So far, so good. The show is exactly what you think it would be but not yet what you fear it would be. It's not as ambitious nor as fresh and exciting as "Rescue Me" was when it began, but nor is it as tiresome as "Rescue Me" was at the end. After a few episodes, I'm ready to sit back, enjoy, and stop comparing it to "Rescue Me."

Wednesday, August 5, 2015

Cultureshark Remembers...all those TV shows that have left Netflix

R.I.P., all the older high-profile TV series that left Netflix in the last two months. They include:

*Mission Impossible
*Amazing Stories
*Knight Rider
*Hawaii Five-0 (seasons 1-10 of the original series)
*Miami Vice
*Dragnet (1960s version)
*Leave It to Beaver
*Magnum P.I.
*MacMillan and Wife

Leaving this month: Family Ties and Spider-Man and his Amazing Friends.

I complained about this a while ago, but I held out hope that Netflix would renew some of its agreements with CBS/Paramount and/or Universal to retain some of these shows. After all, we've had scares before that turned out to be temporary blips with some of the Netflix library programming. Plus many CBS/Paramount and Universal shows remain on Netflix streaming.

However, enough time has passed that I think it's safe to say these shows are gone, and if they come back it's not a renewal of existing agreements, but a new deal of some sort. That's a shame because to me a big part of  the service's value is this back catalog television selection. Netflix has not added much of this lately, which makes the deletion of so much of it all the more alarming.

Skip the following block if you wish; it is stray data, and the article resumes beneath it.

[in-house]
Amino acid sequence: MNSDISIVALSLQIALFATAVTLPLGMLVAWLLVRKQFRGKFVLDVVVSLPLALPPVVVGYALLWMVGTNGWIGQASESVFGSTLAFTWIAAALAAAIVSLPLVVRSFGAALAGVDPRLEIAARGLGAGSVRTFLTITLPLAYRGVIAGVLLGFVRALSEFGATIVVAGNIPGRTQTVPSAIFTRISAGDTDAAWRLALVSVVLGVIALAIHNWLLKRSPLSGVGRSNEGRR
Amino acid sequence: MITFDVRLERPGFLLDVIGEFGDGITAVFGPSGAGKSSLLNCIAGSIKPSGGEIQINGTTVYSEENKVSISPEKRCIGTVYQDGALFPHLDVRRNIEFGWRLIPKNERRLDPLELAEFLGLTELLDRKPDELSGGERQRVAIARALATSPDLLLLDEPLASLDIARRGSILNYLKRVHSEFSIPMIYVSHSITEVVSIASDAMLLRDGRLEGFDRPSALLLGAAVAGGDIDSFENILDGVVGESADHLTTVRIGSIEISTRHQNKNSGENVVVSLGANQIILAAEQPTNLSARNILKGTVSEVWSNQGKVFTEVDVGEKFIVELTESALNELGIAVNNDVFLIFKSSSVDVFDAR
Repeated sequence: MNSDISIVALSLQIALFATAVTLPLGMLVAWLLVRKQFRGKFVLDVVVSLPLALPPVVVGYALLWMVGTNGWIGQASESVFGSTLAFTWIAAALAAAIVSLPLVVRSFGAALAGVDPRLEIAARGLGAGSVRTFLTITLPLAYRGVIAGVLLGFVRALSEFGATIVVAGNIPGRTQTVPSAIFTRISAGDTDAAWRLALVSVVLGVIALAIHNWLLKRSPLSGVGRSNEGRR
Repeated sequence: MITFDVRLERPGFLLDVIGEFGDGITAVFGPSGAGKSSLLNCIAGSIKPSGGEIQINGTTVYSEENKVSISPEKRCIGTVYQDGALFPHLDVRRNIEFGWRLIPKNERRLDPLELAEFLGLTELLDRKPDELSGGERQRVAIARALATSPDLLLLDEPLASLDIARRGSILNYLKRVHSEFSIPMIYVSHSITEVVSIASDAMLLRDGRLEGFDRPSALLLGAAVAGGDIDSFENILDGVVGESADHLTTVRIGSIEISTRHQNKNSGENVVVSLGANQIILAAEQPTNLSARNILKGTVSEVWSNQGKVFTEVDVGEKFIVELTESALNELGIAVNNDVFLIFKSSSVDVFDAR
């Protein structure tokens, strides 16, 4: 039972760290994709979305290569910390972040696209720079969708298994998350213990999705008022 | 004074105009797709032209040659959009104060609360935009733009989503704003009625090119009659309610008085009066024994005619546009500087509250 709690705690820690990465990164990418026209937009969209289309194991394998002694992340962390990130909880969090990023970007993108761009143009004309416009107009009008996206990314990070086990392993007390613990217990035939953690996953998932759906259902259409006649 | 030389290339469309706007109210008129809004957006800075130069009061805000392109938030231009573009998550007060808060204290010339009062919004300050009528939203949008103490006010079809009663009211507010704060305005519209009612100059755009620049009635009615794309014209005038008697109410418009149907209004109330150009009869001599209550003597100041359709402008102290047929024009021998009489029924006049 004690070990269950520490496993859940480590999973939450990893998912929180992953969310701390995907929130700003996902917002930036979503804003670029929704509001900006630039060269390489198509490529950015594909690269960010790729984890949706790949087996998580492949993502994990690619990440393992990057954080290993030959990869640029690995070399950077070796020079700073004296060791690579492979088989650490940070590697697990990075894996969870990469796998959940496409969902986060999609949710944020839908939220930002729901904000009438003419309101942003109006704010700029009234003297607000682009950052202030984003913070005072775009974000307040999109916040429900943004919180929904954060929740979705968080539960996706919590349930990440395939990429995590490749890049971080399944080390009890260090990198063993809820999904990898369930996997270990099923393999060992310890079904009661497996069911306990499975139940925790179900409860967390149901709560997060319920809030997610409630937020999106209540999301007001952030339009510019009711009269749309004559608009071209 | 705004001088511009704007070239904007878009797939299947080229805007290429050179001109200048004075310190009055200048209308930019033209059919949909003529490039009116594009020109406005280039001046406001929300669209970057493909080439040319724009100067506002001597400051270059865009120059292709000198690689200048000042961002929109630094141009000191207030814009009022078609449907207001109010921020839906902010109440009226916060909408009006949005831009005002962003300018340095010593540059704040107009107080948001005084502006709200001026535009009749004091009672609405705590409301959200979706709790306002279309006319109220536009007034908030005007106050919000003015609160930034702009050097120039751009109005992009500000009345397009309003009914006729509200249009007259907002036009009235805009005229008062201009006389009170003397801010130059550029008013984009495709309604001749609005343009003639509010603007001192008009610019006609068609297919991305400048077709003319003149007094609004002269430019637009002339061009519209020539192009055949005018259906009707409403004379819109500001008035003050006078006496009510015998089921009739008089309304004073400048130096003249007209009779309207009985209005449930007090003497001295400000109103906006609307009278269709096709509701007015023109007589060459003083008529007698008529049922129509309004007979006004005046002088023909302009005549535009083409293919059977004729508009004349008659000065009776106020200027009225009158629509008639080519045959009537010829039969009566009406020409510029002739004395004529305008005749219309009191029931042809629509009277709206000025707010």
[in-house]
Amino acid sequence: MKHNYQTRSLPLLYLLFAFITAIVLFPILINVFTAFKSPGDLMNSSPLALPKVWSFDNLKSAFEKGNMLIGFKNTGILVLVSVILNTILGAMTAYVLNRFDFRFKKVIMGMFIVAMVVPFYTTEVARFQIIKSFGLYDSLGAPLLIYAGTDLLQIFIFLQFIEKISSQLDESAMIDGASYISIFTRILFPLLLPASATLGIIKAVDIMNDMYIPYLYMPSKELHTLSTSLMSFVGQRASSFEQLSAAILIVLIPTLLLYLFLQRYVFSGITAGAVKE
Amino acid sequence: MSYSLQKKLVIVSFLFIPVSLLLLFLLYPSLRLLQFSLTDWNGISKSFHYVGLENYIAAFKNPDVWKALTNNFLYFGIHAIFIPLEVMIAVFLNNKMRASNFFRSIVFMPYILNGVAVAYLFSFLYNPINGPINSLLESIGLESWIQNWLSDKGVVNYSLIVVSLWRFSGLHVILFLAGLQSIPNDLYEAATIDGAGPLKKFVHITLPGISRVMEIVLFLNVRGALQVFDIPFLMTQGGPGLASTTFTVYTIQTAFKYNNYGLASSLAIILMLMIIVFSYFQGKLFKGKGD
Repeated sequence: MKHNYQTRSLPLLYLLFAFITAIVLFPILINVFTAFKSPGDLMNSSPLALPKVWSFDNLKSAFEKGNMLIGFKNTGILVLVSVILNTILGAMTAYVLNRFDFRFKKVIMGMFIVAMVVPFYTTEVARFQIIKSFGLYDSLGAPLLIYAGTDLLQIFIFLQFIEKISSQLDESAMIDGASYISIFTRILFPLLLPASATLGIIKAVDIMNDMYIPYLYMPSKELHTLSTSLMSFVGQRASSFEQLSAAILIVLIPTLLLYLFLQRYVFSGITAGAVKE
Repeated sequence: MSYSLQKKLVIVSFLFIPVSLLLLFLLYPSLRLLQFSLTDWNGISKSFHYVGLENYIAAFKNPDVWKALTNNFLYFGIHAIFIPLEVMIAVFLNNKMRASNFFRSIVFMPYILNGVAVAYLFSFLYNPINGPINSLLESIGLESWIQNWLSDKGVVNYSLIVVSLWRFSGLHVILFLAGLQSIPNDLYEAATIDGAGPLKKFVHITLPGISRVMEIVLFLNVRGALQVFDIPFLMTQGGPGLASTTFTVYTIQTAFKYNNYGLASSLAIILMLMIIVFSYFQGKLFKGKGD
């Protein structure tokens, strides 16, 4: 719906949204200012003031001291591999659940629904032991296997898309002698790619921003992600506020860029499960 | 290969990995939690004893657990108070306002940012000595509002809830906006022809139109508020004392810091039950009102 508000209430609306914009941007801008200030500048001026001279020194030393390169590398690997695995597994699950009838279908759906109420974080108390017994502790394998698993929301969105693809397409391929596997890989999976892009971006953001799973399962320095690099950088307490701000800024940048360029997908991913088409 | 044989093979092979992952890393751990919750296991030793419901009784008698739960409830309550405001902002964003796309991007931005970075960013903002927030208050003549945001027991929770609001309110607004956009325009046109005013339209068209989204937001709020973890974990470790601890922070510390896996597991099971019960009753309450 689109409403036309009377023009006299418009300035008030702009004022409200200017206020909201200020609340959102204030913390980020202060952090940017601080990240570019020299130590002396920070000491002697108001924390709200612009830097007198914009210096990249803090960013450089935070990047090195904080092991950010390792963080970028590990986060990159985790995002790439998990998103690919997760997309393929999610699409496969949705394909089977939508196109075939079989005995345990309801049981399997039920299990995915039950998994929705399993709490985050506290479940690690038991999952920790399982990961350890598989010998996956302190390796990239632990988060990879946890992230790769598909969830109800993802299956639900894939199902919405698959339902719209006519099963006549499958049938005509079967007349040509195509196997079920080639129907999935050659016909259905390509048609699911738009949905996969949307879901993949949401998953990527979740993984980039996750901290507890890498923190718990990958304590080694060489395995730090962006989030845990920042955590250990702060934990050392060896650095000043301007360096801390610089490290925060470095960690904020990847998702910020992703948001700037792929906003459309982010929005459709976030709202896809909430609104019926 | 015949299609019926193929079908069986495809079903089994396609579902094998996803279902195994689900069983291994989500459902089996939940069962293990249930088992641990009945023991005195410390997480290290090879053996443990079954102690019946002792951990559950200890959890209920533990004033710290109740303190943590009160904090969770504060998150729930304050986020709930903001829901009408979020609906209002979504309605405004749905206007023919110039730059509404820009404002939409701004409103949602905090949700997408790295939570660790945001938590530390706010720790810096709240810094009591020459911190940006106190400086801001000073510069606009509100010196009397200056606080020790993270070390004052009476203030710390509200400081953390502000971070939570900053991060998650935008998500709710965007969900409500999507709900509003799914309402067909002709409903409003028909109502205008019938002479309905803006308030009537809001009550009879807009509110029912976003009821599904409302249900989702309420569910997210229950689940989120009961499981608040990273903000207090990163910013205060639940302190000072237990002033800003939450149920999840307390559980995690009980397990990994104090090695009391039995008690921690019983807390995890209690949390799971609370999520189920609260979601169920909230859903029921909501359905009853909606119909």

It's possible that it's not Netflix's decision to remove these shows. CBS has a new (and really lacking) streaming service, and Universal may be funneling more shows to Hulu as exclusives. Plus "Mission Impossible" is now on Amazon Prime. The thing is, Netflix is so opaque about this kind of thing that there is no way of knowing if this is a conscious strategy to de-emphasize older programming.

Let's thing back on the good times we had cramming as much of these programs as we could into our routines before Netflix pulled them. There's a good kind of "binge watching," and then there's the desperation binge watching stemming from the knowledge that the whole damn thing is leaving in a few weeks.

I will fondly remember scrambling to watch Mission Impossible before it expired, then discovering Hawaii Five-0 was leaving. I will look back with a warm feeling as I recall the strange relief I felt when they did expire, immediately followed by the anxiety caused by the realization that even more series were disappearing the next month. Ah, the joys of streaming video. It's been a great summer, Netflix!

Monday, August 3, 2015

5Q Movie Review: Draft Day (2014)

Q: This movie features the cooperation of the NFL in the form of real team names and logos, appearances by NFL Network personalities, and even a role for Commissioner Roger Goodell as himself. Is this an authentic look at the annual NFL player draft?
A: No! The entire scenario that unfolds in "Draft Day," involving multiple last-minute trades of high draft picks, Costner's general manager making rash decisions without involving anyone in his organization, etc., is laughable. The story strains credibility at the beginning, then becomes increasingly ludicrous.

Q: Do you have to be a football fan to enjoy "Draft Day"?
A: It's hard for me to judge how a non-fan would react to it, but I think it helps to know how the NFL Draft really works, not because it enhances your appreciation of the movie, but because it lets you enjoy how bad it is. A mediocre film becomes a true howler.